Series 23 marked Michael Aspel's first appearance as the show's presenter.
Michael Aspel presents his first Antiques Roadshow from the magnificent surroundings of the Victoria and Albert Museum in London. Accompanied by the familiar team of experts, they uncover a treasure trove of unusual objects including an original hand-written poem by W B Yeats, examples of Meissen from the earliest days of European porcelain manufacture, and a rare silver tobacco box rescued from a London dustbin. Plus there is a valuable painting by the leading candlelight painter of the 19th century. And John Bly tells Michael about the art of discovering the history of a piece of furniture.
A visit to Barnstaple in North Devon turns up an important enamel miniature by Henry Bone, a valuable collection of walking sticks, a World War I pilot's watch once worn by TE Lawrence, a valuable painting from the Newlyn School, and a native Canadian 'octopus bag' from the 19th century. Host Michael Aspel finds his own modern collectable - an autographed fan picture of himself taken over 40 years ago.
Michael Aspel and a team of experts examine curios and artefacts offered up by the public. This episode was filmed in the Valley Leisure Centre in Biddulph, Staffordshire, and features a rare 18th-century Wedgwood egg scrambler, a genuine Constable sketch, a fine English repeater watch, a remarkable collection of ship's documents giving details of the auctioning of slaves and a handkerchief that Queen Victoria gave to the lady who strung her pearls.
Michael Aspel and a team of experts examine curios and artefacts offered up by the public. This time, the venue is Glamis Castle in Angus, Scotland, childhood home of the Queen Mother, where Macbeth is said to have killed Duncan. Michael Aspel and the experts find a posy ring with a macabre story, a dining table whose original purpose was for resting a coffin on, diamond jewellery which survived not only fire but a torpedo, a pair of 18th-century miniatures with musical connections and the fascinating scrapbook of a WW1 pilot.
A special edition in which Michael Aspel introduces sequences from previous roadshows and recounts stories of the Queen Mother's early life at Glamis Castle. Featuring ivory figures collected by a man nicknamed 'Steptoe' by his family, a pair of valuable Chinese imperial bowls once used as plant pots, a necklace of very ancient stones, and a collection of handbag mirrors.
Items of interest in this edition include a picture embroidered with sock-darning wool in memory of gallant Captain Oates by a private in his regiment, a copy of Beatrix Potter's book The Fairy Caravan dedicated to Fred Satterthwaite, who was portrayed in it as his dog Metal, two rare cornets from local bands and a splendid collection of Masonic porcelain worth over a quarter of a million. Michael Aspel and the experts visit Selby in North Yorkshire.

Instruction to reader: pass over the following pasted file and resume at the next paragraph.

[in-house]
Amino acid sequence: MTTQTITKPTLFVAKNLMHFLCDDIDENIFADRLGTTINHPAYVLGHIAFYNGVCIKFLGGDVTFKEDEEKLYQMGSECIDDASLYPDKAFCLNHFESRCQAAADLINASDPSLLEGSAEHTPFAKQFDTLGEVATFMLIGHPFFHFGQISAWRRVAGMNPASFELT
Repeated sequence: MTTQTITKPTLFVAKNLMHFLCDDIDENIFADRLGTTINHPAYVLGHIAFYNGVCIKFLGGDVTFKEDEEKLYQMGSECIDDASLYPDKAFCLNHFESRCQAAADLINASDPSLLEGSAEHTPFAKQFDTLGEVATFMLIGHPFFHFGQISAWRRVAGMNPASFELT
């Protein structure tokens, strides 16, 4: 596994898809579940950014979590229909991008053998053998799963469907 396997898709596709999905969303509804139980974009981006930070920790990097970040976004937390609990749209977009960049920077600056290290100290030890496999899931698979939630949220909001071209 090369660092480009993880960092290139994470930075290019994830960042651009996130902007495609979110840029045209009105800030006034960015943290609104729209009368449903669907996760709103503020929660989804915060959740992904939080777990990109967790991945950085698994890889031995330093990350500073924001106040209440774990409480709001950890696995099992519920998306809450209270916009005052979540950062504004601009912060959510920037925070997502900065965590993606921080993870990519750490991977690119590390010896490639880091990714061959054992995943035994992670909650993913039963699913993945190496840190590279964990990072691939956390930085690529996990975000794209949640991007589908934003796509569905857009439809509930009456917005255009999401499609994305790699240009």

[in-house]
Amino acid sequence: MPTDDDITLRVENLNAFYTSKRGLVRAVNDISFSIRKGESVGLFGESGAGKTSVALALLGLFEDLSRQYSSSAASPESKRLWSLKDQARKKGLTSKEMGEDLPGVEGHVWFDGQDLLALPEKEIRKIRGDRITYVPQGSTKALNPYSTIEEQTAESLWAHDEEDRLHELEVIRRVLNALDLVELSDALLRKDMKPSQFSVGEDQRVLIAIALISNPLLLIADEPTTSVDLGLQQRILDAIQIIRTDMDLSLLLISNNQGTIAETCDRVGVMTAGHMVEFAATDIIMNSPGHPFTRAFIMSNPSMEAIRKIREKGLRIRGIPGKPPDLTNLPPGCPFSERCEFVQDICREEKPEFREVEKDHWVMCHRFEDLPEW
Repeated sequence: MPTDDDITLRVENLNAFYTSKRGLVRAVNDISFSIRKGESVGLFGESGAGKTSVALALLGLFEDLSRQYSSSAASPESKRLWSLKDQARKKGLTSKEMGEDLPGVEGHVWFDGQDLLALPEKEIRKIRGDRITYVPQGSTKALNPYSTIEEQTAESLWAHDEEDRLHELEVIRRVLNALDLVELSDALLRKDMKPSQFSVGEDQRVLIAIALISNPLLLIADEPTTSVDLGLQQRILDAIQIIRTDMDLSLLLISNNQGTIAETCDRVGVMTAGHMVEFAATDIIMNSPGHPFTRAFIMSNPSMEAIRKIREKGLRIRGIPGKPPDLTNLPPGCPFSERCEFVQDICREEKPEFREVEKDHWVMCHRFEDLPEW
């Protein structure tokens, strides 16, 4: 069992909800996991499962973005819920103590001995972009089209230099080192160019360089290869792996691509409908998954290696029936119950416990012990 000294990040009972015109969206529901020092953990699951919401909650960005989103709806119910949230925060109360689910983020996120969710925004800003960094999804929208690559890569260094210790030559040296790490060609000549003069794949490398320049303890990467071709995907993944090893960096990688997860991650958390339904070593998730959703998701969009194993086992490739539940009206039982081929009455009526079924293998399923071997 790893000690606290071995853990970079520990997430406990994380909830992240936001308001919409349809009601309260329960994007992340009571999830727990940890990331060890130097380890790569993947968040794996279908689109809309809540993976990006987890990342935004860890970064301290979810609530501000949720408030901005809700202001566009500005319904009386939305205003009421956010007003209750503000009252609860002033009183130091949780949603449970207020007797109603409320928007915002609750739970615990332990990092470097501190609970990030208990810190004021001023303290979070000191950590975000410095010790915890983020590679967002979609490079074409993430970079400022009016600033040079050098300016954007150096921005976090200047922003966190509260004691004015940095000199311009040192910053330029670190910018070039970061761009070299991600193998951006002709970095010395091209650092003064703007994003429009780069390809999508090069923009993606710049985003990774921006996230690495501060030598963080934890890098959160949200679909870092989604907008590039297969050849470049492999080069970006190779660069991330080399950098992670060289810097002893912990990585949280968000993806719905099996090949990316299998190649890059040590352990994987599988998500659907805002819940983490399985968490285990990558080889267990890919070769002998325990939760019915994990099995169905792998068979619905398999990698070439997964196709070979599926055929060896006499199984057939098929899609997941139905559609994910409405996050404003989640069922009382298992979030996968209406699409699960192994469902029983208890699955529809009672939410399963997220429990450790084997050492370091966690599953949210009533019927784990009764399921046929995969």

A valuable vase covered in paint and bought for £1 at a car boot sale, a Martinware bird which cost two shillings at a fete and a rare hair ring bought in at auction, because 'nobody else was interested and I bid £1 and got it' - three great bargains turn up when Michael Aspel and the experts visit Wisbech in Cambridgeshire.
There's also an impressive collection of royal invitations, letters, sketches and items from eminent Victorians put together by the librarian at Windsor Castle in the 1860s.
It is a good day out when Michael Aspel takes the experts to Blackpool to dig up seaside treasures. There is a programme for the 1936 cup tie between Blackpool and Bolton signed by the players, including Stanley Matthews, a very rare salt-glazed mug made for a supporter of Bonnie Prince Charlie and an unusual medal awarded for selling Hoovers in the 1930s. And Michael Aspel discovers the predecessor of his big red book.
A teapot that holds 144 cups of tea, a gruesome 18th-century mourning ring, a rare Hungarian vase, a painting of Britannia too large to fit in the house and the 'nicest netsuke seen on the roadshow'; these are some of the discoveries when Michael Aspel takes the experts to Newport in Gwent.
Plus, Michael is shown a home-made device used for clearing incendiaries in WWII.
The items featured in this edition include a diamond brooch which almost went to a car boot sale for £1, a marine chronometer left to the owner by a drinking pal, a bronze Spirit of Ecstasy which, if genuine, could be worth £10,000, and a satsuma pot which David Battie says, 'is as good a piece as I've ever seen on the Roadshow.'
Michael Aspel and the experts gather for an al fresco day in the gardens of Knebworth House in Hertfordshire.